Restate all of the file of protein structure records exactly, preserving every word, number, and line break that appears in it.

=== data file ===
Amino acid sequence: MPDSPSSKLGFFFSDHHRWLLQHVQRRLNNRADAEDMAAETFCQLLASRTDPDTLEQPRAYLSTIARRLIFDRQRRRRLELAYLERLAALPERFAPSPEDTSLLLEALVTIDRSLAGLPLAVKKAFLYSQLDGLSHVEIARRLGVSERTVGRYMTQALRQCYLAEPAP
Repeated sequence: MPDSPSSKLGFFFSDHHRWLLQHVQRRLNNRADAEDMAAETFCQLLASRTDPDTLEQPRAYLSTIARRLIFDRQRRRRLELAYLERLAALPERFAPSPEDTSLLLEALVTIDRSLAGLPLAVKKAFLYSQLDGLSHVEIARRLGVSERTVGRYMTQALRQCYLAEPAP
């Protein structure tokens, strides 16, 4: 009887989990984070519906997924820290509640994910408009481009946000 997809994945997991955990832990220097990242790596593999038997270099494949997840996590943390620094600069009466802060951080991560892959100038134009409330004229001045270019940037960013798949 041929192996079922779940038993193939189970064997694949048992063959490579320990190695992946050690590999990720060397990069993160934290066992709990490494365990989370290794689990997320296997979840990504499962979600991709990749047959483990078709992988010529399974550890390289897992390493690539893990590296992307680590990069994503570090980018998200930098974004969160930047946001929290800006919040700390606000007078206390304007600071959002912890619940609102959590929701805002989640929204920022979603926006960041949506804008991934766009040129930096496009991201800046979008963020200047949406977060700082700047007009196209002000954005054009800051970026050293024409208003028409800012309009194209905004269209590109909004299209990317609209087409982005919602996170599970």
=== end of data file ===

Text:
Amino acid sequence: MPDSPSSKLGFFFSDHHRWLLQHVQRRLNNRADAEDMAAETFCQLLASRTDPDTLEQPRAYLSTIARRLIFDRQRRRRLELAYLERLAALPERFAPSPEDTSLLLEALVTIDRSLAGLPLAVKKAFLYSQLDGLSHVEIARRLGVSERTVGRYMTQALRQCYLAEPAP
Repeated sequence: MPDSPSSKLGFFFSDHHRWLLQHVQRRLNNRADAEDMAAETFCQLLASRTDPDTLEQPRAYLSTIARRLIFDRQRRRRLELAYLERLAALPERFAPSPEDTSLLLEALVTIDRSLAGLPLAVKKAFLYSQLDGLSHVEIARRLGVSERTVGRYMTQALRQCYLAEPAP
């Protein structure tokens, strides 16, 4: 009887989990984070519906997924820290509640994910408009481009946000 997809994945997991955990832990220097990242790596593999038997270099494949997840996590943390620094600069009466802060951080991560892959100038134009409330004229001045270019940037960013798949 041929192996079922779940038993193939189970064997694949048992063959490579320990190695992946050690590999990720060397990069993160934290066992709990490494365990989370290794689990997320296997979840990504499962979600991709990749047959483990078709992988010529399974550890390289897992390493690539893990590296992307680590990069994503570090980018998200930098974004969160930047946001929290800006919040700390606000007078206390304007600071959002912890619940609102959590929701805002989640929204920022979603926006960041949506804008991934766009040129930096496009991201800046979008963020200047949406977060700082700047007009196209002000954005054009800051970026050293024409208003028409800012309009194209905004269209590109909004299209990317609209087409982005919602996170599970």